one or both temples. When this occurs, it facilitates diagnosis, but giant cell arteritis can still be present in
the absence of this tell-tale sign. As a rule of thumb, giant cell arteritis should be considered as a possible
diagnosis in every new headache disorder starting at the age of 50 or older.

Medication overuse headaches (also known as rebound headaches) occur when a primary headache
disorder becomes transformed into an even worse secondary headache disorder via too many doses of
as-needed medication. Typically, the primary headache disorders involved are either migraine or tension-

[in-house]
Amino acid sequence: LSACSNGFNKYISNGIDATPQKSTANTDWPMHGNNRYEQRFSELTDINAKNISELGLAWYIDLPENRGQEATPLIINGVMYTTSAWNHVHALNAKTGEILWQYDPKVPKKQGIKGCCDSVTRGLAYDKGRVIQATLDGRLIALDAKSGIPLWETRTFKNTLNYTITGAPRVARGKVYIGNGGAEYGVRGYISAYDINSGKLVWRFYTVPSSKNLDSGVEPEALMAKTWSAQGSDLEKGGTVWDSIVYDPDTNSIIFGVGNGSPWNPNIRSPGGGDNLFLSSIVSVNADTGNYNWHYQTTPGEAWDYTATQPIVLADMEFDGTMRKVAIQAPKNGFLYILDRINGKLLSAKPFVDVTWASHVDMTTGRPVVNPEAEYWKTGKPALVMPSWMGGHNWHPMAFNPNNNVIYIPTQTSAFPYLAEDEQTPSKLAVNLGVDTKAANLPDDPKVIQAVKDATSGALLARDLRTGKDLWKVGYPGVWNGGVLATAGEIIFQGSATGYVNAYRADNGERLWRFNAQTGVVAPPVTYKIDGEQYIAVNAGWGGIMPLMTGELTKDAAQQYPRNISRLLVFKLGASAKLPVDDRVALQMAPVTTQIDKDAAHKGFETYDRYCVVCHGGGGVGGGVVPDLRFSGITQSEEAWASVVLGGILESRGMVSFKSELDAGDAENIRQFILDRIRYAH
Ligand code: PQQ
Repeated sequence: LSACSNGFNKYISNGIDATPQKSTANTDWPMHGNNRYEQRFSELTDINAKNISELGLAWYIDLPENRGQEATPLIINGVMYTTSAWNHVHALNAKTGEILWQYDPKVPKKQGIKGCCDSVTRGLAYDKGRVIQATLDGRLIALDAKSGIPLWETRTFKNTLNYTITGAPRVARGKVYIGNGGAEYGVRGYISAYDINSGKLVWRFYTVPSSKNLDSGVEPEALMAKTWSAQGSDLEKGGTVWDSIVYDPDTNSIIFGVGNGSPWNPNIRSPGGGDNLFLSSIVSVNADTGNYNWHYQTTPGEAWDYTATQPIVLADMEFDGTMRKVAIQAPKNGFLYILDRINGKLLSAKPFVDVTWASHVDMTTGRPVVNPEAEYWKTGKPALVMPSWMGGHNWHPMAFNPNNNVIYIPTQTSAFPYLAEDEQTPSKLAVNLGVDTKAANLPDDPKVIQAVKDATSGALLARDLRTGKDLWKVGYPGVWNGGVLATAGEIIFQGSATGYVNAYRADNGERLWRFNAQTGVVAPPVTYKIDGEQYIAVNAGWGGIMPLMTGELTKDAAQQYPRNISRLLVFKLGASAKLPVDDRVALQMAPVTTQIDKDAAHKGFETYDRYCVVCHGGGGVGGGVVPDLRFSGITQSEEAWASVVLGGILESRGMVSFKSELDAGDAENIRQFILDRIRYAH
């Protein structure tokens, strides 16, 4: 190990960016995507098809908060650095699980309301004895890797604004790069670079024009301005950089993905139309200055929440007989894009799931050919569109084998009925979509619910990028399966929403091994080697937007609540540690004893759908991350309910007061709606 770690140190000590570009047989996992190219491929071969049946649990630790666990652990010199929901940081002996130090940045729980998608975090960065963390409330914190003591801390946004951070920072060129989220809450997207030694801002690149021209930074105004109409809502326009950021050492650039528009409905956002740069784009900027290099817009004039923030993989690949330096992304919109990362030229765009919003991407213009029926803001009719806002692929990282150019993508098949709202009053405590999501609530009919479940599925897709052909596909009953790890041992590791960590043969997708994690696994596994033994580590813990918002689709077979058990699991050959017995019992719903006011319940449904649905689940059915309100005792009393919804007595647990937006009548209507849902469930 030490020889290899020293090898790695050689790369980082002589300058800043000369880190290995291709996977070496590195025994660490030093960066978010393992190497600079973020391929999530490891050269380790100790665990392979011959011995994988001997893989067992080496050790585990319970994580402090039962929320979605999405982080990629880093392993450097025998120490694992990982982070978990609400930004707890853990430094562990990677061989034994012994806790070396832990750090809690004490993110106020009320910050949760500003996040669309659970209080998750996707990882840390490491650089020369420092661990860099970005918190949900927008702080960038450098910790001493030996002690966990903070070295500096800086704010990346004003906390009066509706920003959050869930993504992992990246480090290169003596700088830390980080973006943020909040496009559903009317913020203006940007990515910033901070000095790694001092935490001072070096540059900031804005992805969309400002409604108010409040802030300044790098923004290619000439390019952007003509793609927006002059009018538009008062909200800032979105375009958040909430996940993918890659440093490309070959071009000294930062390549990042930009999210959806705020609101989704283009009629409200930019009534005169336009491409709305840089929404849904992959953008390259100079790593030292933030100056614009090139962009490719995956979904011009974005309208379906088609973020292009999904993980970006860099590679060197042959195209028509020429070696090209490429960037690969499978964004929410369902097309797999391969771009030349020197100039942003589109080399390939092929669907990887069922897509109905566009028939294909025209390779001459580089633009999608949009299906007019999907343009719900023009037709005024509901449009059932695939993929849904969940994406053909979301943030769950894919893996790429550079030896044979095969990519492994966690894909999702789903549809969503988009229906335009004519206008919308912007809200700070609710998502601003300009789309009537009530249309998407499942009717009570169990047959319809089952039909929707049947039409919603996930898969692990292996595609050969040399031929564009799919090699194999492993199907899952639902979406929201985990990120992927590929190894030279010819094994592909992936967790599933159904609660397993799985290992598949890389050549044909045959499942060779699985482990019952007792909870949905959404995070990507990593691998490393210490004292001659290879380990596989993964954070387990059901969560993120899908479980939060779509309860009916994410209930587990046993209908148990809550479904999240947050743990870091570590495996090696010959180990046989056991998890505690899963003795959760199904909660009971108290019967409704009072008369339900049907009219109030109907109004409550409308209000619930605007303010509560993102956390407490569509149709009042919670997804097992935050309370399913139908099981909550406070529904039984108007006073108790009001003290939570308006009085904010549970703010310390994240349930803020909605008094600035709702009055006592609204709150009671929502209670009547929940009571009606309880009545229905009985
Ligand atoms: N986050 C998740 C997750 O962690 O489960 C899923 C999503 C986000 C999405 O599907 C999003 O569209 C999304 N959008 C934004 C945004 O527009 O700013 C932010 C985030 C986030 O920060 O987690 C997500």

type headaches, and the transformation occurs when the headache-sufferer takes need-driven
medication for them at least two to three days each week. When the as-needed medication is a painkiller
this syndrome is called “analgesic rebound” and when a triptan drug is used, it is called “triptan rebound.”
Triptans are newer drugs, which include sumatriptan (Imitrex) and rizatriptan (Maxalt), that interact with
specific chemical receptors and halt the generation of migraine attacks. The bottom line with medication
overuse headaches is that they don’t get better until the drug that caused them is withdrawn and, even
then, can take up to two months to wash out.

The group of disorders known as chronic daily headache afflicts 3-5% of the worldwide population and is a
source of major disability in the form of lost or decreased functioning at home and at work. While many
people with CDH treat them on their own, medical management can reduce suffering and improve quality
of life.

(C) 2005 by Gary Cordingley